Students took these values and put them into a place value chart to look for patterns:

Some noticed the 4 and 2 were constant in each number and moved around:

Some students recognized those movements as multiplying or dividing by 10’s:

These last two examples are the ones that really seem to get at the standard and something we want to connect the previous examples to build toward:

When solving problems in Number Talks, the strategies, en route to the solution, are the focus of the discussion. However, not all problems posed during a Number Talk are created equal or solved the same way every time by every student. While I know the majority of students use a particular strategy for one reason or another, whether it be because of the numbers involved or maybe it is the only strategy they are comfortable using, I like to take time and make these choices explicit. I want the students to think about the numbers before just computing and become more metacognitive about their actions.

Last week, the 5th grade teachers and I planned for a card sort to get at just this. The students have been adding decimals and using some great strategies, but we really wanted to hear about the choices they were making. With the help of the Making Number Talks Matter book, we chose problem types for students to think relationally between whole number and decimal operations. While there are no right or wrong answers, these are the cards developed by 5th grade teacher, Eric, and some strategies we thought went along with each. The expectation was not to have the students solving it the way we had listed, but to hear, and have other students hear, the choices being made.

We gave partners the cards, they sorted, and named the categories whatever they wanted:

While the card sort conversations were really interesting, the class discussion afterwards was amazing! There were so much questioning of one another about how one strategy is any different than another. For example, some groups used rounding for a problem that another group used compensation and another grouped called it using friendly numbers…so groups had the same problem in three differently-named categories. Again, the category was not important, but more the fact they were actually thinking about the numbers they were given.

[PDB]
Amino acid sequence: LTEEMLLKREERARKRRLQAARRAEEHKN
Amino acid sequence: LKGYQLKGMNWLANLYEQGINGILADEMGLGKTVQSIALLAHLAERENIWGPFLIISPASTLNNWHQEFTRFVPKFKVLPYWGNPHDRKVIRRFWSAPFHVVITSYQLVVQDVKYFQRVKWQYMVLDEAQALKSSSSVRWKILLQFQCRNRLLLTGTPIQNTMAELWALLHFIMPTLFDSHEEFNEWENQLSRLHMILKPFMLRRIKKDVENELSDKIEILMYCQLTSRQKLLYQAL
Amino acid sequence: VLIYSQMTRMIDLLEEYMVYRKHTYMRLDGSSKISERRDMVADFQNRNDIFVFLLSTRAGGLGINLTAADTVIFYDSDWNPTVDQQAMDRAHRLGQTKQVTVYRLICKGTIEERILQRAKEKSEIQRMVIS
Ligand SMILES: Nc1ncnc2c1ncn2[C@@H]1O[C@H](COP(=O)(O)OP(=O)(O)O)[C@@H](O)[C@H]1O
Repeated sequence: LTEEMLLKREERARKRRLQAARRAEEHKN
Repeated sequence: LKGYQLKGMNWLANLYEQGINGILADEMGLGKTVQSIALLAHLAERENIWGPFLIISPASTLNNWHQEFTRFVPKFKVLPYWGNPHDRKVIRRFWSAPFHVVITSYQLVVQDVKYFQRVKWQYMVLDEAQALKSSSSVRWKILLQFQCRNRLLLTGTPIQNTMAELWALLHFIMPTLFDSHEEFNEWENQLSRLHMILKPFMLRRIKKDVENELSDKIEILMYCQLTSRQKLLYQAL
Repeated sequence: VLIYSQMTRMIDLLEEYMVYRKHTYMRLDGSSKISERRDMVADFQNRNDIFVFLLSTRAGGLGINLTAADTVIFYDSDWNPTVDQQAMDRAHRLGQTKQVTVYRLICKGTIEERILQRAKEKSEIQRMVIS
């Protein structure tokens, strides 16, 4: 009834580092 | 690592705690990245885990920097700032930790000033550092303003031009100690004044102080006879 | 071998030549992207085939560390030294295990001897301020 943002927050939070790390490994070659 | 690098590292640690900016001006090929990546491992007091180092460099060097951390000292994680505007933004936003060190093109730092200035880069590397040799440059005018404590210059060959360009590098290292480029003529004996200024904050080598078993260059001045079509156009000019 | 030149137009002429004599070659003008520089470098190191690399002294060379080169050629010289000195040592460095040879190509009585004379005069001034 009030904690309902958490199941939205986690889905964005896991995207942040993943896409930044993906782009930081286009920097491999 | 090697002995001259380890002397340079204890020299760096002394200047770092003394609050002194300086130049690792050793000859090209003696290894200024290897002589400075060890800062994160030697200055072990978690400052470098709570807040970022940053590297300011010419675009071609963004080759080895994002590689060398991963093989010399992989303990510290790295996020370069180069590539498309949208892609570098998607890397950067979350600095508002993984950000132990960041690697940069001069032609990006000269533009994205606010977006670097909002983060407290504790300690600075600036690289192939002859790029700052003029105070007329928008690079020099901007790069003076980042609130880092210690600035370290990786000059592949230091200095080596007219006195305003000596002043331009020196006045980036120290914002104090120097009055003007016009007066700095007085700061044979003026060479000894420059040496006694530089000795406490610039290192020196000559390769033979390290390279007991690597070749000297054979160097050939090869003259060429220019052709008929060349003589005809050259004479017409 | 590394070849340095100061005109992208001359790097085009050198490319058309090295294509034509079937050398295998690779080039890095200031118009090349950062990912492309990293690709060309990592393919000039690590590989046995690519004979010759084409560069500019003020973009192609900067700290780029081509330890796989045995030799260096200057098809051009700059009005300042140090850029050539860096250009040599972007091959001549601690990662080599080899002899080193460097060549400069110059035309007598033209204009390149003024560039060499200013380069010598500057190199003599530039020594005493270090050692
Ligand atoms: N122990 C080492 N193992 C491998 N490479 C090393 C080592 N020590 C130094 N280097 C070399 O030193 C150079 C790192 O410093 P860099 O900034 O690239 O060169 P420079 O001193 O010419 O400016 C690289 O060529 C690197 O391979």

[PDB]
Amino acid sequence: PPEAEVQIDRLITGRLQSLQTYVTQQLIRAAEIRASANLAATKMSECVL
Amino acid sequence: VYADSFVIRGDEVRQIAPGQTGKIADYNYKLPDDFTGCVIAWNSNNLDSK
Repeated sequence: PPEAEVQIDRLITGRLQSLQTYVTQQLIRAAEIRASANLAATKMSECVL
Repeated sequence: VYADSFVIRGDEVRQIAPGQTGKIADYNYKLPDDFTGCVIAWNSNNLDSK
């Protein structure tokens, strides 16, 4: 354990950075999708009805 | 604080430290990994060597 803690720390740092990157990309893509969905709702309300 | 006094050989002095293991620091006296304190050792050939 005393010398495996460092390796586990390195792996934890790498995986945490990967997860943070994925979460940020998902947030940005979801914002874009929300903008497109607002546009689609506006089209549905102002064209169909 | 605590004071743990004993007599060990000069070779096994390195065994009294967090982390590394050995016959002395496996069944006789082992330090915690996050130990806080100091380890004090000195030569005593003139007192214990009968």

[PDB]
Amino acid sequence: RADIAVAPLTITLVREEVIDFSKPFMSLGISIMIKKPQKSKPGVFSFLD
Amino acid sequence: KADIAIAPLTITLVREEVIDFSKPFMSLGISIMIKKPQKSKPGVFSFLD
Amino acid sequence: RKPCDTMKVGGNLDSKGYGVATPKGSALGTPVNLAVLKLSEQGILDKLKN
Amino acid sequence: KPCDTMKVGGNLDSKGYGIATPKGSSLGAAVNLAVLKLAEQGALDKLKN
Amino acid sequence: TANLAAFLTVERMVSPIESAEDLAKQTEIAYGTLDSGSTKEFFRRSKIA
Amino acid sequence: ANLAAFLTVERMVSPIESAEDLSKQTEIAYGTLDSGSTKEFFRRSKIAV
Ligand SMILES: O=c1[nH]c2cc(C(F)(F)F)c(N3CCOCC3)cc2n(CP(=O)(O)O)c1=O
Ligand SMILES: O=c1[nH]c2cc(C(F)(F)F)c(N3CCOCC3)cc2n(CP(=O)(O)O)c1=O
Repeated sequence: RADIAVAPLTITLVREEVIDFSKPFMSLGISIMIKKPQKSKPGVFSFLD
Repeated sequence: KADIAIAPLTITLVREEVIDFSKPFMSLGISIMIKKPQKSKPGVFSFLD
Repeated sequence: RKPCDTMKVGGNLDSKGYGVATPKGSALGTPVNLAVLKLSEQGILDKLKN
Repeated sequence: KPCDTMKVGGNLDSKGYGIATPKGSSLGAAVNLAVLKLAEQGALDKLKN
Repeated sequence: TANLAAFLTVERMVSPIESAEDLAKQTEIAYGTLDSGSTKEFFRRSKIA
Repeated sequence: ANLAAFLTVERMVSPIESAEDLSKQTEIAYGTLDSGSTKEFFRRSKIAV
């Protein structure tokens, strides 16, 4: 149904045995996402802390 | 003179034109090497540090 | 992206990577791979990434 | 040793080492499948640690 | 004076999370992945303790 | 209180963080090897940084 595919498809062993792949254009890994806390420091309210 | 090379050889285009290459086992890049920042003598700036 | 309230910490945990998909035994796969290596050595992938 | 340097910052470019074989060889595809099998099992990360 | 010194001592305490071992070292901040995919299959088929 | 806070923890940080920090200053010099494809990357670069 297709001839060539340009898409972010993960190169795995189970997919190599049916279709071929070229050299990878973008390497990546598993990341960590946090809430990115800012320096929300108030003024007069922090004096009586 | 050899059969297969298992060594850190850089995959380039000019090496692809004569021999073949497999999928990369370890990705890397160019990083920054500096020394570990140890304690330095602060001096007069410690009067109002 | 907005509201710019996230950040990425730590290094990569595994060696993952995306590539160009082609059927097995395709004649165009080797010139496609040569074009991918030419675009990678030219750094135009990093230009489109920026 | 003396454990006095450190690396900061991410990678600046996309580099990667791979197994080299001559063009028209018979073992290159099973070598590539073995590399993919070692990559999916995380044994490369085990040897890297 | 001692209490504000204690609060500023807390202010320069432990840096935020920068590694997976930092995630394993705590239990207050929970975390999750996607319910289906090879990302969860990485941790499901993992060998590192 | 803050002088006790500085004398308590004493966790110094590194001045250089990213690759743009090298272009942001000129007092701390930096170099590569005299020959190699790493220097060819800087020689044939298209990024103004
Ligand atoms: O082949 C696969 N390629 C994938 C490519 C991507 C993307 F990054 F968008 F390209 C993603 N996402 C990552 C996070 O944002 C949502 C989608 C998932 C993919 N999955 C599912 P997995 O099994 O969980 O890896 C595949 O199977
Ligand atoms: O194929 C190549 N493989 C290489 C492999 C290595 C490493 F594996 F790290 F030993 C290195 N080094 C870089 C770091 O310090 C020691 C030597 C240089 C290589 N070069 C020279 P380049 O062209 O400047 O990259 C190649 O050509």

The other 5th grade teacher and I are planning to do the same activity with multiplication when they get there! Excited!

# Fraction & Decimal Number Lines

Recently, our 3rd, 4th, and 5th grade teachers had the opportunity to chat math for 2 hours during a Learning Lab held on a professional development day. It was the first time we had done a vertical lab and it felt like perfect timing as 3rd and 4th grade would soon be starting their fraction unit and 5th would be entering their decimal unit. Prior to the meeting, we read the NCTM article, “Identify Fractions and Decimals on a Number Line” by Meghan Shaughnessy, so we started the meeting discussing ideas in the article. We then jumped into playing around with clothesline number lines and double number lines, discussing what they could look like at each grade level based on where students are in the fractional thinking.